TV Review: MTV's Awkward


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MTV is working off some of its karmic debt incurred byJersey Shorewith its new teen comedy,Awkward.Combining the best parts ofEasy Aand the much-missedDaria-can we get a "where are they now?" special for the graduates of Lawndale High?-Awkward.finds the calmly skeptical Jenna (Ashley Rickards) dealing with the effect of the entire school's eyes on her after the rumor mill starts working overtime over a nasty spill she took in the bathroom. Even her parents think she's tried to kill herself, but they must not be paying attention, because Jenna is clearly too smart, too deprecating and too witty to bother with offing herself.


WhereAwkward.succeeds is in both Rickards' performance (as winning on the small screen as Emma Stone's breakout turn inEasy A) and in its slightly skewed take on the usual high school tropes. There's the hunky crush (Beau Mirchoff), but he has a habit of sniffing his armpits to check their freshness. The bitchy cheerleader is very much in evidence, but she's a chubby brunette, not a tan blond. And Jenna's best friends aren't the lovelorn losers who won't steal focus from the lead; they're arty weirdos that John Hughes would have created if he were working in the age of sexting and iPads, here given intriguing life by Jillian Rose Reed and Jessica Lu.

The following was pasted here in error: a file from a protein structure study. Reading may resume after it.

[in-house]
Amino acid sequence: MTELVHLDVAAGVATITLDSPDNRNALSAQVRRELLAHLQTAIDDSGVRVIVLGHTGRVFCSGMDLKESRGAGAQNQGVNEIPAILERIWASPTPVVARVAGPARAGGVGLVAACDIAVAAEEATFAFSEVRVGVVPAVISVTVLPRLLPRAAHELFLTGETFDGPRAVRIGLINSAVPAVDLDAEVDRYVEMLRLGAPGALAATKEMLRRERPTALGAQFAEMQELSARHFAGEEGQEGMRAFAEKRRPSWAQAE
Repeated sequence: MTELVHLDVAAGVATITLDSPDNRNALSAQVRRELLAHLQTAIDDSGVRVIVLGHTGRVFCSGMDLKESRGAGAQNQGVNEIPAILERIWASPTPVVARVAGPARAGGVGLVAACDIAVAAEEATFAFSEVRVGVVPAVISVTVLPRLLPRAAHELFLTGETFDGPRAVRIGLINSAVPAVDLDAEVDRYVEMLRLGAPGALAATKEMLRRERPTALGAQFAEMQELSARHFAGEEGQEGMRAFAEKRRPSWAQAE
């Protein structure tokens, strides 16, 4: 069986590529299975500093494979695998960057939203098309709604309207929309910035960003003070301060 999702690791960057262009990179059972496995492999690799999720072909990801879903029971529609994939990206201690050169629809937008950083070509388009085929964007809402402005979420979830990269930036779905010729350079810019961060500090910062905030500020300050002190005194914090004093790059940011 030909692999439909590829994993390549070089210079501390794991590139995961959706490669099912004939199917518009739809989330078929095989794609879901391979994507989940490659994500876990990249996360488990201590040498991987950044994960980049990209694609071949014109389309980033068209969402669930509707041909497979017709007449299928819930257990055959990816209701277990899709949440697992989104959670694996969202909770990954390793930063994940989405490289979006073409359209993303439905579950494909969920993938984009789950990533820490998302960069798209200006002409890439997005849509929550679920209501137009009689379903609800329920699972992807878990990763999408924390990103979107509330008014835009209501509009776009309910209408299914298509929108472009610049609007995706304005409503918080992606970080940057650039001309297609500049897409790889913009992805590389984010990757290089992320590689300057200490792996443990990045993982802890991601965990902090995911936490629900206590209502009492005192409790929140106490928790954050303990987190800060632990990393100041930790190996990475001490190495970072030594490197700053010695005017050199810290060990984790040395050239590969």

On top of aiming for a fresh take on high school angst,Awkward.is flat-out funny. Mean girl Sadie (Molly Tarlov) gets the best lines (as mean girls usually do) when she says things like, "She should go to Thailand because only a pedophile would screw her. Maybe." And MTV has also made the smart decision to bleep rather than write around the potty mouths of teens liberated by hormones and the ability to curse a blue streak in the halls.


This isn't a dreamy high school comedy about prom or lesson learning; the heroine loses her virginity with nary a second thought in the opening moments of the pilot, and has a nudie pic of her texted throughout the school. Not to mention that whole attempted suicide plotline. ButAwkward.succeeds because it dares to go dark; the writers have clearly done their homework, and they know that aHeatherswill always outlast aHigh School Musical.





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